The High-Noon Birding Society

Jonathan and I like to watch birds. We do not like to get up before dawn, as I believe diehard birders do. We therefore watch birds when we are out, often in the middle of the day. Our High-Noon Birding Society has had darn good luck, and I recommend others to start their own branch.

We’ve seen about 25 different birds in Norway. Some are species that we see elsewhere like ravens, magpies, jackdaws, mallards, and tits.

Others are new and different, like the white-tailed eagle that is rare anywhere but Norway.

Fieldfare are the birds that take the place of robins we see in the US, hopping along the edge of the road and yards. They are unmistakable when they take off. Their lower back is light gray, a real giveaway when they are flying away from you.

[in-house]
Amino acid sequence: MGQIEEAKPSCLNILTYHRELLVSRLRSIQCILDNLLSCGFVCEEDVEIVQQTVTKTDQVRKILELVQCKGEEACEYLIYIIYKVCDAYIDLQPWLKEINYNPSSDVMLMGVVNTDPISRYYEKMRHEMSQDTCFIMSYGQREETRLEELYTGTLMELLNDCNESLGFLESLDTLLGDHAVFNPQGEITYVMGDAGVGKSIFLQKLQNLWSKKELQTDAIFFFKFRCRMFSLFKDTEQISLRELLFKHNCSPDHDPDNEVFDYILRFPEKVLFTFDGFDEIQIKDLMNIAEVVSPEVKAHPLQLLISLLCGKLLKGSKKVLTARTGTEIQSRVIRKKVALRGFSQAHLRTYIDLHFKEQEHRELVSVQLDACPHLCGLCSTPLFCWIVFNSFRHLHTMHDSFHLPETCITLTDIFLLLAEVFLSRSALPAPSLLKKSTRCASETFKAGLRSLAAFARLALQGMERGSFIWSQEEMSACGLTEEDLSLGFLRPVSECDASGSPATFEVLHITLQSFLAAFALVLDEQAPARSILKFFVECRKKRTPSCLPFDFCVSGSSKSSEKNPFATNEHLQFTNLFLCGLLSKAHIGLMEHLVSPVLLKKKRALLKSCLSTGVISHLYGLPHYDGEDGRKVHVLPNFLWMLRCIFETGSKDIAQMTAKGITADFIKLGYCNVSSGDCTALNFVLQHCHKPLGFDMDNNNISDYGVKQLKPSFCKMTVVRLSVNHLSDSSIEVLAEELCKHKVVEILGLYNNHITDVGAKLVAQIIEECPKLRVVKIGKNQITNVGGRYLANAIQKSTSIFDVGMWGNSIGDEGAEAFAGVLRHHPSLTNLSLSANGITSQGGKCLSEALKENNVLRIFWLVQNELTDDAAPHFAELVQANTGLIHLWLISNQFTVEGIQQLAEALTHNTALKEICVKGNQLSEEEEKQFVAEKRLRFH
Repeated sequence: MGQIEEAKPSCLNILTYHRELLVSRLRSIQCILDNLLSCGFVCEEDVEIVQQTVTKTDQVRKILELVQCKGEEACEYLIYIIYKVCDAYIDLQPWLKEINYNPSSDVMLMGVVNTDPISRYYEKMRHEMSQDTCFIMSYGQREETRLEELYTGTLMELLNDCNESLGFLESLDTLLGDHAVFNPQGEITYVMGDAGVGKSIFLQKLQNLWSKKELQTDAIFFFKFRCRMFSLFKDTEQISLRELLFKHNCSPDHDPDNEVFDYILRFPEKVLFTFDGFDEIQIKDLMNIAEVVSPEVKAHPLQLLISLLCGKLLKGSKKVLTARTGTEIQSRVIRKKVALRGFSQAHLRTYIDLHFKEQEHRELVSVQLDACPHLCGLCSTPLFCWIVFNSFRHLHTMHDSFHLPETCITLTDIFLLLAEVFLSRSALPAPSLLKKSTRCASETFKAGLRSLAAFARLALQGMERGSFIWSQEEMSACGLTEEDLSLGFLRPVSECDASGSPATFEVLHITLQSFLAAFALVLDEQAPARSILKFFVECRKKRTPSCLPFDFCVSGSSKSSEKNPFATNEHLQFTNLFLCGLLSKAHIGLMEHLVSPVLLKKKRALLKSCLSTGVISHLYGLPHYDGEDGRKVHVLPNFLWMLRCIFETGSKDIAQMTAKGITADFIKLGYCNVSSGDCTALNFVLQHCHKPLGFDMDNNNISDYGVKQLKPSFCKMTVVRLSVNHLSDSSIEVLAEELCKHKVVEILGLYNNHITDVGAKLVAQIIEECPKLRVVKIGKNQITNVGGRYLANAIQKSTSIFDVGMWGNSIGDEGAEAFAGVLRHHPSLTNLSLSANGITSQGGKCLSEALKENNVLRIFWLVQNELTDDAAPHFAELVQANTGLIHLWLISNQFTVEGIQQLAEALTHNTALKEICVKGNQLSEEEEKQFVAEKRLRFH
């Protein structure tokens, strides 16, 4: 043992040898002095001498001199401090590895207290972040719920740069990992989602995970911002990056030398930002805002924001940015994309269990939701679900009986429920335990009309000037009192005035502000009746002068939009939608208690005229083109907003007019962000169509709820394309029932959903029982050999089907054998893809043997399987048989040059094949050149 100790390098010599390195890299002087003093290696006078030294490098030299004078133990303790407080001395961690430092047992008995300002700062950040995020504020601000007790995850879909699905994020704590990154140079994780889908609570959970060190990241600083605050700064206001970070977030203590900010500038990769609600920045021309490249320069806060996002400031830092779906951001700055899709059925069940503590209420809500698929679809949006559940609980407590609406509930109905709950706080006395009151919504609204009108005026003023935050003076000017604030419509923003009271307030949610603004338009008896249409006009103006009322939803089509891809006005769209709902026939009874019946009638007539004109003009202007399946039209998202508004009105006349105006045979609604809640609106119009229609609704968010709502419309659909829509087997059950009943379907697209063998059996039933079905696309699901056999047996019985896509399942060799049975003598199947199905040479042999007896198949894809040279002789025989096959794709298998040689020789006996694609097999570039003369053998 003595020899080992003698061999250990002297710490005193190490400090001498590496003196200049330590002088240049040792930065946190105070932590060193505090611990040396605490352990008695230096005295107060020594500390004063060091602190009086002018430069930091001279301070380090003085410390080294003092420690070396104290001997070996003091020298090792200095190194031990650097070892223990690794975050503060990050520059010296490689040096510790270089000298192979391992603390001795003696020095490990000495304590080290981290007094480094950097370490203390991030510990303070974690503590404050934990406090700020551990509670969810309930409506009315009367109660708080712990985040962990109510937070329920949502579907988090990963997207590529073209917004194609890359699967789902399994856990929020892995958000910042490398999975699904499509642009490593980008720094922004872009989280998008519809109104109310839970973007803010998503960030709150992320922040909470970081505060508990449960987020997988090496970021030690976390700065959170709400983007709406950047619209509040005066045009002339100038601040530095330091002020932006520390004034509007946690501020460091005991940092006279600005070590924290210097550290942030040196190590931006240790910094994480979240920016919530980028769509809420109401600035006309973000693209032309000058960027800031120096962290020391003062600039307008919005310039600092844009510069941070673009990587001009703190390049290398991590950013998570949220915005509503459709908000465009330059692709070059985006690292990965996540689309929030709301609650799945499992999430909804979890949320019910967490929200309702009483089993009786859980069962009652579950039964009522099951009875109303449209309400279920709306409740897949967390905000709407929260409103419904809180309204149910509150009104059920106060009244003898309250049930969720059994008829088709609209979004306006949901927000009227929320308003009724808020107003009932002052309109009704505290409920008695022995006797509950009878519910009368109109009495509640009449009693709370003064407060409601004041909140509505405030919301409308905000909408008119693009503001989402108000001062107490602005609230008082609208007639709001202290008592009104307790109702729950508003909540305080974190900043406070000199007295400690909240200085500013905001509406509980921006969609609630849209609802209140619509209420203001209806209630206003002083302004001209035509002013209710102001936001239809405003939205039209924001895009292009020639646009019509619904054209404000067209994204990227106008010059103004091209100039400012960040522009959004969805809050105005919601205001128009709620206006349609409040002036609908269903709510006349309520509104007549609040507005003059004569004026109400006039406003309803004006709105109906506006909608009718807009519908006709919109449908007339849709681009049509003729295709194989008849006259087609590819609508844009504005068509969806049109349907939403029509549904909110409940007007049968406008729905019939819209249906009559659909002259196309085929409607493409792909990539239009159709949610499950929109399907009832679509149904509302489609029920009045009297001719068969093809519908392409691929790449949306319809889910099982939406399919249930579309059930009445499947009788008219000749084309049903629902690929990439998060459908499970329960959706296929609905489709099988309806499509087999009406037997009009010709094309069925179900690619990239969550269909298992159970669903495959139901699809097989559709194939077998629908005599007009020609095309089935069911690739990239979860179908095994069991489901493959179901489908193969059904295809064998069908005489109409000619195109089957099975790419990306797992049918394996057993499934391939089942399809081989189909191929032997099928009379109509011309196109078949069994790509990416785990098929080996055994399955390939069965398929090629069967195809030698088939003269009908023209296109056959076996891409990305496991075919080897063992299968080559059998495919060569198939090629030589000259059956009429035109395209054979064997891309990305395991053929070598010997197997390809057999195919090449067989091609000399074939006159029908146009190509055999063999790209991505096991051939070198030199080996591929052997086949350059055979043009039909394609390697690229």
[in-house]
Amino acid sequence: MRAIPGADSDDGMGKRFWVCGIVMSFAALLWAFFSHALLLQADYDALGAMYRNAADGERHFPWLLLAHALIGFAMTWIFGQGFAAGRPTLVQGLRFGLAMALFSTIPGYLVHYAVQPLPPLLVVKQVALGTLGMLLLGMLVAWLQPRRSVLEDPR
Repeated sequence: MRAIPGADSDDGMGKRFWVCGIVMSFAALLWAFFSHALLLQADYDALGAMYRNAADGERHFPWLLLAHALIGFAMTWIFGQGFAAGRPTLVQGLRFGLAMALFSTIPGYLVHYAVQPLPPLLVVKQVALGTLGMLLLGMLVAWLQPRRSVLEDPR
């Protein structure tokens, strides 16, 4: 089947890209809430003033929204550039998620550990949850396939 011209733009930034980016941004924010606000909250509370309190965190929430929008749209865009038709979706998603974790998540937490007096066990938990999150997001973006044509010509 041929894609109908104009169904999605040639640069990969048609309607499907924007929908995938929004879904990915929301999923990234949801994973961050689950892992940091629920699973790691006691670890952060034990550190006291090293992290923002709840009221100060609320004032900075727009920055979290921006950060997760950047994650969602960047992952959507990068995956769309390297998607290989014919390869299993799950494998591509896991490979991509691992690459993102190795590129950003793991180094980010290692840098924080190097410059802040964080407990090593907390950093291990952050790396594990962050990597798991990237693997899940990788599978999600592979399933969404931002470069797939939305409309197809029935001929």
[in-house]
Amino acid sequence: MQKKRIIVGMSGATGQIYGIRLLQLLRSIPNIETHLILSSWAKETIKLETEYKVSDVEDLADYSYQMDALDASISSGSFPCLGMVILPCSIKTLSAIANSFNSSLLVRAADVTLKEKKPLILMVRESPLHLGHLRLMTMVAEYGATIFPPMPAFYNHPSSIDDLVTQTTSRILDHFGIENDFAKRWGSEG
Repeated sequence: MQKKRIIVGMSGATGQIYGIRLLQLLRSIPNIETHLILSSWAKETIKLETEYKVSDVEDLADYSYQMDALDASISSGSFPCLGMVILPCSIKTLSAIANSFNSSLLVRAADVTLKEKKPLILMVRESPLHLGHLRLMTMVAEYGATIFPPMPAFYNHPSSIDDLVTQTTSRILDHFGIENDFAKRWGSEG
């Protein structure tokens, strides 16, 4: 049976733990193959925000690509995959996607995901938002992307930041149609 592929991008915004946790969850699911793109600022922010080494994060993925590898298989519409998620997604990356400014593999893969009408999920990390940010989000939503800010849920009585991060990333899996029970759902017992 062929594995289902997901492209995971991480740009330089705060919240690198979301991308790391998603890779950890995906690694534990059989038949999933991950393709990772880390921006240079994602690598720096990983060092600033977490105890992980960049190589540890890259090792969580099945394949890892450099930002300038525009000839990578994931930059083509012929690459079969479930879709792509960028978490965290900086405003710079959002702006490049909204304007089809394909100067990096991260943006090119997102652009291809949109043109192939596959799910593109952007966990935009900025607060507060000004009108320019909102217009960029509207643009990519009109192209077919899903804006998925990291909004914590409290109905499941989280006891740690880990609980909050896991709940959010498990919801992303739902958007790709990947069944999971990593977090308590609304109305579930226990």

The white wagtail is another bird we see that is easy to identify.




Many birds seem to be color-coded: Redwing, Redpoll, Redshanks, and a pair of red-breasted mergansers (ducks), along. Then there’s the Greenfinch.


No Bluethroat yet, however.

We get a big kick out of seeing something new, trying to get a good enough look at it to go to our book, “Birds of Europe” (Princeon Field Guides) and identify it. Amanda gave us tiny post-its that look like owls that we use as bookmarks. We’ll never have a “Big Year” of birding (see the funny movie of the same name), but we have a good time.

[None of the bird photos on this page were taken by me–thank you to the people who post them on the internet.]


Published by winifredcreamer

I am a retired archaeologist and I like to travel, especially to places where you can walk along the shore or watch birds. My husband Jonathan and I travel for more than half the year every year, seeing all the places that we haven't gotten to yet.

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